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Best-Ever Books for Social Skills: You Get What You Get

Ever have a child that whines if he didn’t get to be first?

Or she pouts when she didn’t get the color crayon she wanted or didn’t win the game? Yup, you know the one I’m talking about. You need this adorable book by Julie Gassman, You Get What You Get. (and you don’t throw a fit).

You Get What You Get Books for Speech Therapy. The cover showls a Young squirrel who is pouting and mad because he didn't get his way!

This is one the best-ever books for teaching acceptance that we can’t always get exactly what we want.

Melvin is a young squirrel who doesn’t deal well with disappointment. If he doesn’t get enough chocolate chips in his cookie or loses his turn in a game, watch out! It’s full-on meltdown time. 

When Melvin starts school, he finds out he really hates his teacher’s favorite rule: You get what you get and you don’t throw a fit!

Because of this terrible rule, Melvin can’t throw a fit at school if he’s last in line, or has to use crayons instead of markers.

But at least his family doesn’t know about this awful rule. Until…he accidentally lets it slip!

Much to Melvin’s dismay, his astounded family is delighted when they learn about the rule. And there is no going back. 
Now the rule applies at home too. He can’t stomp his feet, shout or flail around. Nope. Not even when his sister wants to watch a show he doesn’t. Because, well…you know. You get what you get and you don’t throw a fit. 


You Get What You Get and You Don’t Throw a Fit is the start of a great social skills lesson.

We read the book and I ask my students, have you ever seen someone who acts like that when they didn’t get what they wanted? They always nod yes, and tell tales of other students. (Even if they’ve been known to throw fits themselves!)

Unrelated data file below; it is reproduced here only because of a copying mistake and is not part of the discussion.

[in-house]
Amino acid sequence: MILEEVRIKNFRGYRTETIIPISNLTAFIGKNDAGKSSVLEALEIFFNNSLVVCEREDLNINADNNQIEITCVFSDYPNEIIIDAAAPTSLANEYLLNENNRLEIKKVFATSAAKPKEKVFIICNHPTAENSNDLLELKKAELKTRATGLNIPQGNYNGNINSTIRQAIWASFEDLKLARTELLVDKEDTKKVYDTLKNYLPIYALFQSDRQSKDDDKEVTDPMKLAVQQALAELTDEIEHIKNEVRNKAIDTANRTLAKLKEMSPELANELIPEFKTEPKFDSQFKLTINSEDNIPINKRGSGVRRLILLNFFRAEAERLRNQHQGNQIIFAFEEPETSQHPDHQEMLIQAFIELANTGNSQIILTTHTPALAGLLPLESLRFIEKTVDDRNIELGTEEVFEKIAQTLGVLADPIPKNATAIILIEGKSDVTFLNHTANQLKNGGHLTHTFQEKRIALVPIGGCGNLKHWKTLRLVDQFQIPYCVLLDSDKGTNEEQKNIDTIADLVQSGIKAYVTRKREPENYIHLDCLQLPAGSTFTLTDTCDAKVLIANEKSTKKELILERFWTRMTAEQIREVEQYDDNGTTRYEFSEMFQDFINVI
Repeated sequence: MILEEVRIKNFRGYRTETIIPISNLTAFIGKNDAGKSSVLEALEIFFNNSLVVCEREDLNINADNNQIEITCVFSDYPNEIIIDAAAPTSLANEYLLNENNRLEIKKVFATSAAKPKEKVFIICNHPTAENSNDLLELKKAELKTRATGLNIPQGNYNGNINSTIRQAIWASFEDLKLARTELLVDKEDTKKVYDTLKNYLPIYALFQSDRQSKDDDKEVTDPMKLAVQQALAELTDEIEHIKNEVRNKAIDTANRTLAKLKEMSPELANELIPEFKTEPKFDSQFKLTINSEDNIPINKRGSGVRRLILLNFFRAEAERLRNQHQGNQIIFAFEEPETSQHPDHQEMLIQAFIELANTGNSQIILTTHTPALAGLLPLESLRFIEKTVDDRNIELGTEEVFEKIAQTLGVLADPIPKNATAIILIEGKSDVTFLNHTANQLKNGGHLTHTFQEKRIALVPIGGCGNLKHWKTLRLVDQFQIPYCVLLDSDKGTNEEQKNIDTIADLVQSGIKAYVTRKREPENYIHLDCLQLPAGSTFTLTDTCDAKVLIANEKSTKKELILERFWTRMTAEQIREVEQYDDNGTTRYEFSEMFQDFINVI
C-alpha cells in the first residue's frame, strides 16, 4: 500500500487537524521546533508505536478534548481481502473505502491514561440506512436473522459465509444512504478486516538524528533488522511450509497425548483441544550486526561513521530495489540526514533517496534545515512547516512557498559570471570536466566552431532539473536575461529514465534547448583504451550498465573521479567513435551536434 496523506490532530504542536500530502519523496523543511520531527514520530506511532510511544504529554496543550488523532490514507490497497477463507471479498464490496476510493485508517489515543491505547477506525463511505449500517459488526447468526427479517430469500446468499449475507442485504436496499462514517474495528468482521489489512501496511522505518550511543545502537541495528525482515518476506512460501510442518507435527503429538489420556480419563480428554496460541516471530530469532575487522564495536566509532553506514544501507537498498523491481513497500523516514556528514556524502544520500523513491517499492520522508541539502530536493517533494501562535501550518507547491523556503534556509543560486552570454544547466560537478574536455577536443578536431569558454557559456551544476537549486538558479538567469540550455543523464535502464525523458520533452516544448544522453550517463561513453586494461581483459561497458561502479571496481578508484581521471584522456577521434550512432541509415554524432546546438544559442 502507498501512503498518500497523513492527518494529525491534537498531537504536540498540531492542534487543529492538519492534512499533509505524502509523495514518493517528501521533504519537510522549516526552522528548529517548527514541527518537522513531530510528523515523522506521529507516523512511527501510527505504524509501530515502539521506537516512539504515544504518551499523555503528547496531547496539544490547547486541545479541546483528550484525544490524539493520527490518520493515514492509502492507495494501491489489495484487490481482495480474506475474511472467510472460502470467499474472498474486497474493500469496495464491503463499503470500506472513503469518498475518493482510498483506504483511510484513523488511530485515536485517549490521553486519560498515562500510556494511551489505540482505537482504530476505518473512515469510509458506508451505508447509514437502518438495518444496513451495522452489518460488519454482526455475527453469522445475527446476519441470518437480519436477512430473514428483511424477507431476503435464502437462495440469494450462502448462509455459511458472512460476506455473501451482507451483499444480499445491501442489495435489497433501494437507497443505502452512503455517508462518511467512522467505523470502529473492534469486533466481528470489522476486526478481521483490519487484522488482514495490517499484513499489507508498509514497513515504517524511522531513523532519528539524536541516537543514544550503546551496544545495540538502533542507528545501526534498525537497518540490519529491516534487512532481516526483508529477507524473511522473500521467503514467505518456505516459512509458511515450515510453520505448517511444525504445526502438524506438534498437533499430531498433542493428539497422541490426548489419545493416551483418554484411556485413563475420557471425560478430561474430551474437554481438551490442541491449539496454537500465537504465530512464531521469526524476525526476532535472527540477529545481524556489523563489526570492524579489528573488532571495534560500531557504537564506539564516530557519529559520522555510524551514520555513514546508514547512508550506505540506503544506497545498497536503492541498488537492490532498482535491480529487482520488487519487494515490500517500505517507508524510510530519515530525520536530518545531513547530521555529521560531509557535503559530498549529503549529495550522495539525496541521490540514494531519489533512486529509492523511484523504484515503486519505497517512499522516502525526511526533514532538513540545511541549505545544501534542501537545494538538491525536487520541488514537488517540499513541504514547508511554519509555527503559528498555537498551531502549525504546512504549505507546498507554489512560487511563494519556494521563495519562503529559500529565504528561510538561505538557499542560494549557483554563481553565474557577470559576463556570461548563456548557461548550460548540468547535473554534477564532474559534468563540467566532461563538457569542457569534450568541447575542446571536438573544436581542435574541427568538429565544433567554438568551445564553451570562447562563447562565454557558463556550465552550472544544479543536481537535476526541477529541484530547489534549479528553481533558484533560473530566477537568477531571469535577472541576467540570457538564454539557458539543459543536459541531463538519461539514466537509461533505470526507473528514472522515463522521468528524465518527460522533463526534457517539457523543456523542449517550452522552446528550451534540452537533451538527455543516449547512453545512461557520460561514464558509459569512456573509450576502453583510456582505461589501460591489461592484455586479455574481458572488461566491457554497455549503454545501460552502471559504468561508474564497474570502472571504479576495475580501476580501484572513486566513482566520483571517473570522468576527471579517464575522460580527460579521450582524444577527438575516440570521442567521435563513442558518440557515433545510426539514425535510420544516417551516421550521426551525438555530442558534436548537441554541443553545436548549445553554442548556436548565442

Of course, just like Melvin, some children struggle with handling disappointment more than others.  

The result can be lots of negative consequences and sometimes even social isolation as peers lose patience or become annoyed with crying and whining. 


Talking about Melvin’s squirrelly behavior make it non-threatening to discuss, rather than talking about the student’s own behavior.

So we dive in a bit deeper. Can everyone be first in line? Win the game? Sit in a certain spot? Play with that favorite toy? No, it’s just not possible, is it?
So we make lists.
  1. We list situations where a child might feel disappointed. 
  2. We list inappropriate ways to react. Oh, no! We would never behave that way. Why not? 
  3. We talk about and list social consequences. Teachers get mad when you are interrupting the class and you get in trouble. Maybe you lose a privilege. Friends won’t want to play a game with you if they know you’ll throw a fit. 
  4. What should we do instead?
A great way to wrap up the lesson is to have the children draw a child (or a squirrel!) throwing a fit over something, then have them draw what they might have done instead. 
Best-ever Books for Speech Therapy- You Get What You Get is great for teaching social skills. Read the post by Speech Sprouts

I hope you get a chance to read You Get What You Get with your students. I think you’ll love it!

I am always looking for great speech therapy books, so leave a comment if you have a favorite!

I hope you get a chance to read You Get What You Get with your students. I think you’ll love it.
Until next time my friends, 



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